Term of Award

Fall 2019

Degree Name

Doctor of Education in Educational Leadership (Ed.D.)

Document Type and Release Option

Dissertation (open access)

Copyright Statement / License for Reuse

Creative Commons License
This work is licensed under a Creative Commons Attribution 4.0 License.


Department of Leadership, Technology, and Human Development

Committee Chair

Juliann Sergi McBrayer

Committee Member 1

Antonio Gutierrez de Blume

Committee Member 2

Richard Cleveland


With educational reform focused on school accountability, principals must attend to tasks that lead to school improvement. Identifying such tasks as instructional leadership practices and gaining a more comprehensive understanding of instructional leadership practices through leadership self-efficacy may contribute to school improvement. Thus, the purpose of this quantitative study was to investigate instructional leadership practices and the degree to which these practices predict the leadership self-efficacy of school leaders. Participants in the survey were 100 principals and assistant principals of public schools in the southeastern United States, spanning 18 school districts, and 180 schools. Findings indicated instructional leadership practices of school leaders predict their leadership self-efficacy. More specifically, for every one unit increase in the area Supervising and Evaluating Instruction, self-efficacy increases by β = .321 standard deviations. Likewise, for every one unit increase in Monitoring Student Progress subscale, self-efficacy increases by β = .302 standard deviations. Additionally, there were statistically significant differences in the leadership self-efficacy of principals and assistant principals, t = 2.165, p =.033. Educational leaders and key constituents may consider these results for reflection on practice as well as professional learning for skill development to attain school improvement. Recommendations for future research include expansion of the population to include participants in other locations as well as the inclusion of additional instructional leadership practices.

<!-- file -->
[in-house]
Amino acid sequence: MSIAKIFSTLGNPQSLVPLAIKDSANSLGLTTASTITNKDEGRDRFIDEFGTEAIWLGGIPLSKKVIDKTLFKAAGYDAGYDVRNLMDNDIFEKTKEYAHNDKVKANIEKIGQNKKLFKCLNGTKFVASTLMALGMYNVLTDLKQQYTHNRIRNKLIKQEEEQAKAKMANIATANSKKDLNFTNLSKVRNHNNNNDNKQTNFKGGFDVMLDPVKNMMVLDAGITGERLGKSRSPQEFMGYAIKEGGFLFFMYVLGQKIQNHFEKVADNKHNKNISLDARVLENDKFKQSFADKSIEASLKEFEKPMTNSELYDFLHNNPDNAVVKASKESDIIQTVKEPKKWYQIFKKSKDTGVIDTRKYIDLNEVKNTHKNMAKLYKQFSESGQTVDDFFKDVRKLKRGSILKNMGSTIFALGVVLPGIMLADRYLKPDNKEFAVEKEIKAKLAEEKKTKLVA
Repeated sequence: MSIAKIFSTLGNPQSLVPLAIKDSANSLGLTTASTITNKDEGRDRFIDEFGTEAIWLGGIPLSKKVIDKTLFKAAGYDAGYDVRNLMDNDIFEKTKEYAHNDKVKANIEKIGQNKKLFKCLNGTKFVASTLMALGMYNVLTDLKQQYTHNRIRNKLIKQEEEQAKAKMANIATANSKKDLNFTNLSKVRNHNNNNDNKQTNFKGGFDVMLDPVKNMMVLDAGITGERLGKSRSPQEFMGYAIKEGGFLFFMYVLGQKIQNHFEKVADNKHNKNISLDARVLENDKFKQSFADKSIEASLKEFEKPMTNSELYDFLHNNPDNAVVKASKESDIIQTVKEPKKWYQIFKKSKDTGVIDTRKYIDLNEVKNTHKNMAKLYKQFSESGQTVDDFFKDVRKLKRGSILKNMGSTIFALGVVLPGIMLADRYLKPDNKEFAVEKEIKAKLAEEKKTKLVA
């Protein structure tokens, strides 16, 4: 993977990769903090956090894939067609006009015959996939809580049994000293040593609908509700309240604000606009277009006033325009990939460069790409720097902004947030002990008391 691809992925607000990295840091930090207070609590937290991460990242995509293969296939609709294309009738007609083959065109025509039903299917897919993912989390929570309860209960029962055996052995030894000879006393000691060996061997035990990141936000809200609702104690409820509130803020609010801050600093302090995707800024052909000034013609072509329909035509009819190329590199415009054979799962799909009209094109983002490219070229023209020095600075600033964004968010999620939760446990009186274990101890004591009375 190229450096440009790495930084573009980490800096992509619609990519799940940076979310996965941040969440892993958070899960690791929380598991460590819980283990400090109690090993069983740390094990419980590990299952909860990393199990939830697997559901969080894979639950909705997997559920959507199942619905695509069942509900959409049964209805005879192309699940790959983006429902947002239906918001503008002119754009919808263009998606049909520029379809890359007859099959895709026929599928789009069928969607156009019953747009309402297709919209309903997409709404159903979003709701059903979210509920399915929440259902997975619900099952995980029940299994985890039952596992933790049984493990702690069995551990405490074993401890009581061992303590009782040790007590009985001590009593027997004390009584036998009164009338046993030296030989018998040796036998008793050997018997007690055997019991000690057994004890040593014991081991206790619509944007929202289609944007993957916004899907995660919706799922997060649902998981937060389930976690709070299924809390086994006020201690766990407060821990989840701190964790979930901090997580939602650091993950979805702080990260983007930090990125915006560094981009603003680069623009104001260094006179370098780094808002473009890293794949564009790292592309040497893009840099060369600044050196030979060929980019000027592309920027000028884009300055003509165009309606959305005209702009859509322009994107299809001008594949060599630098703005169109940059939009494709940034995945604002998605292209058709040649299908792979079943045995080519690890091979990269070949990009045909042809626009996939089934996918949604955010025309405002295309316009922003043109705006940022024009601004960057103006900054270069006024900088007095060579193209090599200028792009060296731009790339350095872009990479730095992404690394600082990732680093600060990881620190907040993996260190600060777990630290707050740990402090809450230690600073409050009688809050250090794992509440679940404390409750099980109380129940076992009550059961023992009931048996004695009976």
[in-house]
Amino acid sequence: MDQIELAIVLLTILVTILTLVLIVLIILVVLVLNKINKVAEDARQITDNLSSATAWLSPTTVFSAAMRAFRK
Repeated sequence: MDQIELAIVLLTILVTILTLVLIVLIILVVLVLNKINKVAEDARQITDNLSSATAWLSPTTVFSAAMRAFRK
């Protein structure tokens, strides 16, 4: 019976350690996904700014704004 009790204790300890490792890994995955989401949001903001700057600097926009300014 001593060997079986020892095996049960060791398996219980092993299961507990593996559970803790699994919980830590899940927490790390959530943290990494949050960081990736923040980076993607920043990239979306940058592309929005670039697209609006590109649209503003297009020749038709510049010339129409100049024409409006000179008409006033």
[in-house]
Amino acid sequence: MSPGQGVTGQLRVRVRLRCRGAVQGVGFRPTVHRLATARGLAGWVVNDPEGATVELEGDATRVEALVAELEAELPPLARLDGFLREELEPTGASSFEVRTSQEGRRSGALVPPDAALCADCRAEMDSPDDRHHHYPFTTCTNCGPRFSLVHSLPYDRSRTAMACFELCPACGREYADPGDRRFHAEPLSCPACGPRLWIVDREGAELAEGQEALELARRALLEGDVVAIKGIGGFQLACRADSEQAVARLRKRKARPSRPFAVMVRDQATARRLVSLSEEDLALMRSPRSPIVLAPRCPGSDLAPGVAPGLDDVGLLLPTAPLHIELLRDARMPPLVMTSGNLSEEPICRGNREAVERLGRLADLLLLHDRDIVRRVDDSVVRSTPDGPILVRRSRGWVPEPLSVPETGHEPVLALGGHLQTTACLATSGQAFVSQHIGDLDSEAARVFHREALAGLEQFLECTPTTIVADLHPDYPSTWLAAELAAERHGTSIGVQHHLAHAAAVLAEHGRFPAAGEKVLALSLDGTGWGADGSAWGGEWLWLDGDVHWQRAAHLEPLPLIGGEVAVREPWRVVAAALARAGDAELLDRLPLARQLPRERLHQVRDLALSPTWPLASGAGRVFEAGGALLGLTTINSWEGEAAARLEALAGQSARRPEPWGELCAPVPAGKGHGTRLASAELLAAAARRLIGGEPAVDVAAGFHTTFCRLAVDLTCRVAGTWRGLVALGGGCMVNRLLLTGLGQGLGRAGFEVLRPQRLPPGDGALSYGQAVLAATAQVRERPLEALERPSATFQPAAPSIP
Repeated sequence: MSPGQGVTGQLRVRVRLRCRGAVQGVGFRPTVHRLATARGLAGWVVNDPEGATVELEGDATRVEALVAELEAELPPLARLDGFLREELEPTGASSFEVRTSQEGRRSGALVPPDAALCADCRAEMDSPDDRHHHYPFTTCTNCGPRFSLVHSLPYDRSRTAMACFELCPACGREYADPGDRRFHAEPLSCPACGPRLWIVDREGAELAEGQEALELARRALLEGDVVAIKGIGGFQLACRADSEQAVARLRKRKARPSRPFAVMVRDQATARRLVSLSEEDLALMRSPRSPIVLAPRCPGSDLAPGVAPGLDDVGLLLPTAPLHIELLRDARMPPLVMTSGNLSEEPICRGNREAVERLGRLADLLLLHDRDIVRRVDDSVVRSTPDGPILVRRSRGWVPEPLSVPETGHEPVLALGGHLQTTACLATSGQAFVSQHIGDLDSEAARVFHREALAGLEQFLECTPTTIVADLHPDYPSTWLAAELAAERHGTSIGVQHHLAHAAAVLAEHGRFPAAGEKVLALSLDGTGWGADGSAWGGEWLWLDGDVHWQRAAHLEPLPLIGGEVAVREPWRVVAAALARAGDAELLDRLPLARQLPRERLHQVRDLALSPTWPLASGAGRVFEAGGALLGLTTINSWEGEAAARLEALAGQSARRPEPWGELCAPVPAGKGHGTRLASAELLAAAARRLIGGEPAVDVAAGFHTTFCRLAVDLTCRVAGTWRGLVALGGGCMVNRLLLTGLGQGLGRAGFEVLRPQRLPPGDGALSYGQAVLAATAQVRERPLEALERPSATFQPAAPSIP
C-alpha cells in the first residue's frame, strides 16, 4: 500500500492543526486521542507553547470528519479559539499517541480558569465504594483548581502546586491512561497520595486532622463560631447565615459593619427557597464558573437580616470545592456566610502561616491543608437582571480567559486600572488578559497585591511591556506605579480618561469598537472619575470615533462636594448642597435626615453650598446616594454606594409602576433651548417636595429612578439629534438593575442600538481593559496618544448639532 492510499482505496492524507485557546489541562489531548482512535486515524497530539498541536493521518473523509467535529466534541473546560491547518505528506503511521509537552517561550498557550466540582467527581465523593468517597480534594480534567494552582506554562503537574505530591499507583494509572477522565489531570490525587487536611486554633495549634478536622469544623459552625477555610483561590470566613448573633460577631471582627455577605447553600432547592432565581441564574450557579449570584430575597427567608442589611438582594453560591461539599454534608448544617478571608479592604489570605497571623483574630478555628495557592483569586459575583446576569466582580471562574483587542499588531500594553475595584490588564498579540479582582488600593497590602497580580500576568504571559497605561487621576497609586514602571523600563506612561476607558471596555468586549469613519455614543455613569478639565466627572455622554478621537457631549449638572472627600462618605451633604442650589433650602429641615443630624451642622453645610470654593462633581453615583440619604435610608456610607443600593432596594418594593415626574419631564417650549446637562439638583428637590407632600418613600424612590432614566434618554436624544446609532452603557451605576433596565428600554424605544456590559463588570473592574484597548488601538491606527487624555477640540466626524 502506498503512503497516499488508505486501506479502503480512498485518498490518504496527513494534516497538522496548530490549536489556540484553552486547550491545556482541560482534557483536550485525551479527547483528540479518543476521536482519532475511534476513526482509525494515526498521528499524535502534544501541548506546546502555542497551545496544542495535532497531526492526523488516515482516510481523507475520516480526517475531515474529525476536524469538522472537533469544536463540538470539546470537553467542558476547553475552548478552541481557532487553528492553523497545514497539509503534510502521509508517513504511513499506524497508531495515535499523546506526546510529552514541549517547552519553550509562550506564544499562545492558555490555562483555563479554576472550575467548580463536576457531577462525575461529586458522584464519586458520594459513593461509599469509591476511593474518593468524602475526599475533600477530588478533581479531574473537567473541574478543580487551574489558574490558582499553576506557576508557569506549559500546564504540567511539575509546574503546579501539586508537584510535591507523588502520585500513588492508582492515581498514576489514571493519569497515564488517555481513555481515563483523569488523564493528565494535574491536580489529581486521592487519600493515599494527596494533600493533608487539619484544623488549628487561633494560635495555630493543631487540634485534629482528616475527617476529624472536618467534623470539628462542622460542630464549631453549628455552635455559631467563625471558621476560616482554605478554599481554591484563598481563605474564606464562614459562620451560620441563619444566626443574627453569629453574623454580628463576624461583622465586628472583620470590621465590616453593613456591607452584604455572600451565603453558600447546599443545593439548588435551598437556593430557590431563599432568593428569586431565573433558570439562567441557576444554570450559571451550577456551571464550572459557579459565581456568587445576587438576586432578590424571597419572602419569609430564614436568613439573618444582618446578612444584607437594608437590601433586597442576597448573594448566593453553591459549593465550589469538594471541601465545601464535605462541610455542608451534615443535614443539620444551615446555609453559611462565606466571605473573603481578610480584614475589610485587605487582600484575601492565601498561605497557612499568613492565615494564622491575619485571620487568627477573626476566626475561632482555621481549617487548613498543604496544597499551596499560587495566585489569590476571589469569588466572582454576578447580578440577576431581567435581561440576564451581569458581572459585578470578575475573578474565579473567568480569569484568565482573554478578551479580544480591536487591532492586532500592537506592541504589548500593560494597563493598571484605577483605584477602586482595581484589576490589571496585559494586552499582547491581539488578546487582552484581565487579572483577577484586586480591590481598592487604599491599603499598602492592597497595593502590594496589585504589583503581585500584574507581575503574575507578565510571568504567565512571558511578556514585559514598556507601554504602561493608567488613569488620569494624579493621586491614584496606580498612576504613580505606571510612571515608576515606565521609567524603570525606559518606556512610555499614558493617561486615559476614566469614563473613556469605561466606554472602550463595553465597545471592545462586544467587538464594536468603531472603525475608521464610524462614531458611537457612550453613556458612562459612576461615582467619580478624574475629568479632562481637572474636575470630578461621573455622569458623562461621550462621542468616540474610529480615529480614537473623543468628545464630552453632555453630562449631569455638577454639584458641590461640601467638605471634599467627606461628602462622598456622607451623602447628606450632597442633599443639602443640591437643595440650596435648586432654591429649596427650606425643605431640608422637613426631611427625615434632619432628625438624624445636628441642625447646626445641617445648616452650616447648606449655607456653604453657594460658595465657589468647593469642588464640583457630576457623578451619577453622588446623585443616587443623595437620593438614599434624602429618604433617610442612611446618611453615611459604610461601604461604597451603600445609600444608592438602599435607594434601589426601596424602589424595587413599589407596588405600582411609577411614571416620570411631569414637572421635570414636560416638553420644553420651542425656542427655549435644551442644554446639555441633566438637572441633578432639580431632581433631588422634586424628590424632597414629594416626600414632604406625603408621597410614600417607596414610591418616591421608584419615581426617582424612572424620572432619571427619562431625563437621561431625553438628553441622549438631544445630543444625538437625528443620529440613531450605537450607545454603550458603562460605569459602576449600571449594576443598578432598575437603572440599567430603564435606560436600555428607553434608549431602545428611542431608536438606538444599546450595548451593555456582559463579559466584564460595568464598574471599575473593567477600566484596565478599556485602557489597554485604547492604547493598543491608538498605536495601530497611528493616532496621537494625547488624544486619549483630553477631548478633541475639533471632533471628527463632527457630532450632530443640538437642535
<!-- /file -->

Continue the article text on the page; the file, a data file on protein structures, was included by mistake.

OCLC Number


Research Data and Supplementary Material